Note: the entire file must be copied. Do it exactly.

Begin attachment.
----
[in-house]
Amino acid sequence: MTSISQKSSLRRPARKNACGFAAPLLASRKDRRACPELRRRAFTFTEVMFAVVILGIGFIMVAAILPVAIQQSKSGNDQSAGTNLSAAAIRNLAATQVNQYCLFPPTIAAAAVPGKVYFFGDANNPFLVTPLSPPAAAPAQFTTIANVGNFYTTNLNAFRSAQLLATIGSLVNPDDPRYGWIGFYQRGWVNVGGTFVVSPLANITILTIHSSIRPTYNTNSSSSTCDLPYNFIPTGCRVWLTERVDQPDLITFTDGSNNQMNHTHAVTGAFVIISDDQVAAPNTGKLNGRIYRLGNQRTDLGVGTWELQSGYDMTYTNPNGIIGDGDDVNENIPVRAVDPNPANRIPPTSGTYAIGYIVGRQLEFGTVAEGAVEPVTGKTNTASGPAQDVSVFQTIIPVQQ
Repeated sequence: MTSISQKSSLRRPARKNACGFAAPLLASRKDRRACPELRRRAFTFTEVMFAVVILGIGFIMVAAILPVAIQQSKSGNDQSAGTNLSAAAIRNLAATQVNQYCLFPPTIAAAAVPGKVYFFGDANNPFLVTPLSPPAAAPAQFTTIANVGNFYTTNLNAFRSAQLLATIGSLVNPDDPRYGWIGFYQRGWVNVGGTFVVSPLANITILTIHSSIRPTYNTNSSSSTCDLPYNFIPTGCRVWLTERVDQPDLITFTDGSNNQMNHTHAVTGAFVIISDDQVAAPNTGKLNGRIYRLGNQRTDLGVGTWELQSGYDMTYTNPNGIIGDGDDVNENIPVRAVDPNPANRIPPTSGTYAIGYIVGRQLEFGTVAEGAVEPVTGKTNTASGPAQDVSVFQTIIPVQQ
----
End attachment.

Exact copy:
[in-house]
Amino acid sequence: MTSISQKSSLRRPARKNACGFAAPLLASRKDRRACPELRRRAFTFTEVMFAVVILGIGFIMVAAILPVAIQQSKSGNDQSAGTNLSAAAIRNLAATQVNQYCLFPPTIAAAAVPGKVYFFGDANNPFLVTPLSPPAAAPAQFTTIANVGNFYTTNLNAFRSAQLLATIGSLVNPDDPRYGWIGFYQRGWVNVGGTFVVSPLANITILTIHSSIRPTYNTNSSSSTCDLPYNFIPTGCRVWLTERVDQPDLITFTDGSNNQMNHTHAVTGAFVIISDDQVAAPNTGKLNGRIYRLGNQRTDLGVGTWELQSGYDMTYTNPNGIIGDGDDVNENIPVRAVDPNPANRIPPTSGTYAIGYIVGRQLEFGTVAEGAVEPVTGKTNTASGPAQDVSVFQTIIPVQQ
Repeated sequence: MTSISQKSSLRRPARKNACGFAAPLLASRKDRRACPELRRRAFTFTEVMFAVVILGIGFIMVAAILPVAIQQSKSGNDQSAGTNLSAAAIRNLAATQVNQYCLFPPTIAAAAVPGKVYFFGDANNPFLVTPLSPPAAAPAQFTTIANVGNFYTTNLNAFRSAQLLATIGSLVNPDDPRYGWIGFYQRGWVNVGGTFVVSPLANITILTIHSSIRPTYNTNSSSSTCDLPYNFIPTGCRVWLTERVDQPDLITFTDGSNNQMNHTHAVTGAFVIISDDQVAAPNTGKLNGRIYRLGNQRTDLGVGTWELQSGYDMTYTNPNGIIGDGDDVNENIPVRAVDPNPANRIPPTSGTYAIGYIVGRQLEFGTVAEGAVEPVTGKTNTASGPAQDVSVFQTIIPVQQ